Dana Arnold and Dr. Curtis Phills
Dr. Curtis Phills | College of Arts and Sciences | Department of Psychology
Though unemployment was low across the United States at 3.3% in 2019, it was almost double that for Black people at 5.4% in 2019 (https://www.bls.gov/web/empsit/cpsee_e16.htm). Because the interviewer’s attention to the eyes of a job candidate produces a better understanding of the candidate, it is possible that identifying racial bias in eye contact during the interview process could reduce racial disparities in unemployment. We will investigate how attention to the candidate’s eyes moderates race and gender disparities in hiring decisions. Participants will look at either a White man, Black man, White woman, or Black woman who is ostensibly a job candidate while listening to a supposed recording of that candidate during a job interview. Notably, participants will listen to the same male voice recording regardless of the race of the man and will listen to the same female voice recording regardless of the race of the woman. While participants listen to the recording, we will track where their eyes focus. We predict for the White male candidate high attention to the candidate’s eyes during the interview will lead to high interview scores, whereas low attention to the eyes will lead to low scores. For the White female candidate, we predict less attention to the eyes than the White male candidate, as well as lower interview scores. For the Black male and female candidates, we expect low interview scores, but no difference based on attention to the eyes. Future research should examine what causes racial disparities in attention to the eyes.
Though unemployment was low for 2019, unemployment for Black men and women was almost double.
As you can see from Figure 1, for decades unemployment for Black people has been more than or close to double unemployment compared to White people
So what are some factors that could account for this disparity?
One factor that contributes to higher unemployment for Black people may be In-group favoritism
Differences in eye contact
Because the eyes are the window to the soul, making eye contact during job interviews should lead to better impressions of job candidates
Maybe Black candidates are receiving less eye contact or the eye contact they are receiving doesn’t confer benefits to Black job candidates.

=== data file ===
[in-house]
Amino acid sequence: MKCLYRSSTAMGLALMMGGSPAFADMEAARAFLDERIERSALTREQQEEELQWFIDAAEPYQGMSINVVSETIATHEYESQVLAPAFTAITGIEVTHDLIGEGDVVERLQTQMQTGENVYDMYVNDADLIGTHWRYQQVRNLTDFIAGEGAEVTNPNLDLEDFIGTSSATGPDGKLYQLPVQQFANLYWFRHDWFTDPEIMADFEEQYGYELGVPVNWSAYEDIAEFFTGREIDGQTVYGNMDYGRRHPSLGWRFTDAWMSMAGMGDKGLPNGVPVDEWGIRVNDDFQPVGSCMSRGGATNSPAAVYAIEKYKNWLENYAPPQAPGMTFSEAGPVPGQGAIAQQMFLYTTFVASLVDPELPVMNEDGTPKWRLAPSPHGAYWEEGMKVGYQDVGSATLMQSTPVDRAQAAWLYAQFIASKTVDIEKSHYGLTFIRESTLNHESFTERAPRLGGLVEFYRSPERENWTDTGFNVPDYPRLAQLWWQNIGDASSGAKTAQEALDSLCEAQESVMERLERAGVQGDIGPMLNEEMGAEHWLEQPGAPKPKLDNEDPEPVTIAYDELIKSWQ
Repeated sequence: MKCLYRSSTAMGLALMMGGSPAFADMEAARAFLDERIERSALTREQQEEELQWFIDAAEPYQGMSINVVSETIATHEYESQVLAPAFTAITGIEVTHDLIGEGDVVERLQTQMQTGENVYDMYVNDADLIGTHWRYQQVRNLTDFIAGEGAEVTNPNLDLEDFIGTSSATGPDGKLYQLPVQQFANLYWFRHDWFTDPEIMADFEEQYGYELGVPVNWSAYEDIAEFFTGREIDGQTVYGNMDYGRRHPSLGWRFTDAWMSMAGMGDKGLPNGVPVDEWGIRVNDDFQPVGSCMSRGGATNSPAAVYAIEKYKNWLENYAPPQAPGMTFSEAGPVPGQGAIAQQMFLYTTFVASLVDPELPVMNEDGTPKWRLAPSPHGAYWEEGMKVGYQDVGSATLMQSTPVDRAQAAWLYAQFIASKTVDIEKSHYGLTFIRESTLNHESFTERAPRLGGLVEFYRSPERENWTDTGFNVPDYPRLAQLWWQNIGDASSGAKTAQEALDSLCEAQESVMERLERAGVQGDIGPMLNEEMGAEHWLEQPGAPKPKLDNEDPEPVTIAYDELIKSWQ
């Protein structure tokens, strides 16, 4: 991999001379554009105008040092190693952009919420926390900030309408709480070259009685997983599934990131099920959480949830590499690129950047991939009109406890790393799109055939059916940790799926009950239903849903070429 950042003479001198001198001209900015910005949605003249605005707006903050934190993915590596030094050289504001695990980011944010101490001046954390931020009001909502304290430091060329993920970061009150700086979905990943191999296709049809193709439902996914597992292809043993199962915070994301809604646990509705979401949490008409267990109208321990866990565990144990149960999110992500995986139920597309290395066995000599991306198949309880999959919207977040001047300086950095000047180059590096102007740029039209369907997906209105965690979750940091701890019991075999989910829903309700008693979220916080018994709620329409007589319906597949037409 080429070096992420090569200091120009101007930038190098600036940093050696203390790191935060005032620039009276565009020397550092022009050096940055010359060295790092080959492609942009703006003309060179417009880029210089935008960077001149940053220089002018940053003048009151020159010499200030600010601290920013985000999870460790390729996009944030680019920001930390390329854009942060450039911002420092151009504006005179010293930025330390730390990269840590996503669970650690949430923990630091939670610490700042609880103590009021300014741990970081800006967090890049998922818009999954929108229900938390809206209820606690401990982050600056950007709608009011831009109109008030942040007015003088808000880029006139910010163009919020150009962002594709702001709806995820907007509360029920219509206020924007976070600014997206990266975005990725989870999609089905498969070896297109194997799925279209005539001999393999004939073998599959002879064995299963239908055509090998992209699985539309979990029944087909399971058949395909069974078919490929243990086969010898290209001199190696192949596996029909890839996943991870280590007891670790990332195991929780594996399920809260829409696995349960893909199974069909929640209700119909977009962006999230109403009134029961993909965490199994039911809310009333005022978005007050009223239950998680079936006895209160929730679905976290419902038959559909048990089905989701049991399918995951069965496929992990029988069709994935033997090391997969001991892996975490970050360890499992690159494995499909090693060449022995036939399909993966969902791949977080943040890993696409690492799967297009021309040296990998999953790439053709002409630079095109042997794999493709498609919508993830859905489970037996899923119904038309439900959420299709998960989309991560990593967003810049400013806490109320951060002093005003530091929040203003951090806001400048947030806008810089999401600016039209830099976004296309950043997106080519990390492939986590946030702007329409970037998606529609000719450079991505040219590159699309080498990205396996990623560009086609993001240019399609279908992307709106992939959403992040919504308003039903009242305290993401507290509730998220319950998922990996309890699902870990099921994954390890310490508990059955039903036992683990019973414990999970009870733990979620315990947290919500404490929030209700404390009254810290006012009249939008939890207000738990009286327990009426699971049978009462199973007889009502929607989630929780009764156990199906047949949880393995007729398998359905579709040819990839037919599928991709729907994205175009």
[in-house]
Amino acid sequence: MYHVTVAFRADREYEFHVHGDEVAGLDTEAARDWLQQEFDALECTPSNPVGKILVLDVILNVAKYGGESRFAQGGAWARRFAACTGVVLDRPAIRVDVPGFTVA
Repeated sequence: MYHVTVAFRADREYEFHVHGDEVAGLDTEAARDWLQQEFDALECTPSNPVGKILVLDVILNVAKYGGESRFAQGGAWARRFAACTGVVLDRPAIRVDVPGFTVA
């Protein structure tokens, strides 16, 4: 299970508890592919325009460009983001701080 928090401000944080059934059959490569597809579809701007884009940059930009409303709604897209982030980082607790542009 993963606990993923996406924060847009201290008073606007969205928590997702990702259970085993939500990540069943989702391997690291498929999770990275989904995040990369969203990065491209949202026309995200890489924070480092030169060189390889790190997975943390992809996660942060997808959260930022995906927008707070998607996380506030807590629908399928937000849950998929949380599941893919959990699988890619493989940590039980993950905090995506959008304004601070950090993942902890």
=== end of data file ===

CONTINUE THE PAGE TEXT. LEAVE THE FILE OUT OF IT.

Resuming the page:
So we ask, Does attention to the eyes moderate race and gender disparities in hiring decisions?
A previous study investigated whether attention to the eyes moderated race disparities in hiring decisions.
Participants were shown 1 of the 2 faces you see here on the poster.
A White male face or a Black male face.
In sync with the picture of the face, a recording of an interview will be playing.
It was the exact same recording for both faces.
While the recording played the candidates’ eyes were tracked with an eye tracker.
As you can see in Figure 2, the y-axis has the Dependent Variable Professional Fit, which refers to whether participants thought the candidate was a good fit for the job.
And on the x-axis is the Independent Variable, the Candidates’ Race.
They found that the attention to the eyes only made a difference for the White male candidate.
The more eye contact he had, the higher his interview scores, and the less eye contact he had, the lower his interview scores.
The Black male face had low scores no matter what.
Study 2 will be a replication and extension of Study 1, the only difference is we will be adding 2 female faces
So the participant could get 1 of 4 faces, either of the 2 male faces or the 1 White female face or the 1 Black female face
The recording was edited to have a female voice for the female faces, and the script and timings are kept the same for all.
Though females are lower in unemployment, they are less likely to qualify for high profile positions and have been seen as less qualified than a male candidate even when they have the same qualifications as the male candidate
That’s if they are seen at all, Black women have been described as invisible.
Their intersection of race and gender has been said to make them immemorable
On top of our examination of interview scores, we will also explore the possibility that Black women get little to no eye contact during the recording.
We predict for the White male candidate high attention to the candidate’s eyes during the interview will lead to high interview scores, whereas low attention to the eyes will lead to low scores. For the White female candidate, we predict less attention to the eyes than the White male candidate, as well as lower interview scores. For the Black male and female candidates, we expect low interview scores, but no difference based on attention to the eyes.
Attention to the eyes is one of the 1st interactions in an interview.
Interracial interviews, as seen in Study 1, can be affected by discrimination right from the start.
Studying attention to the eyes is an integral piece toward the puzzle of equal opportunities in hiring decisions.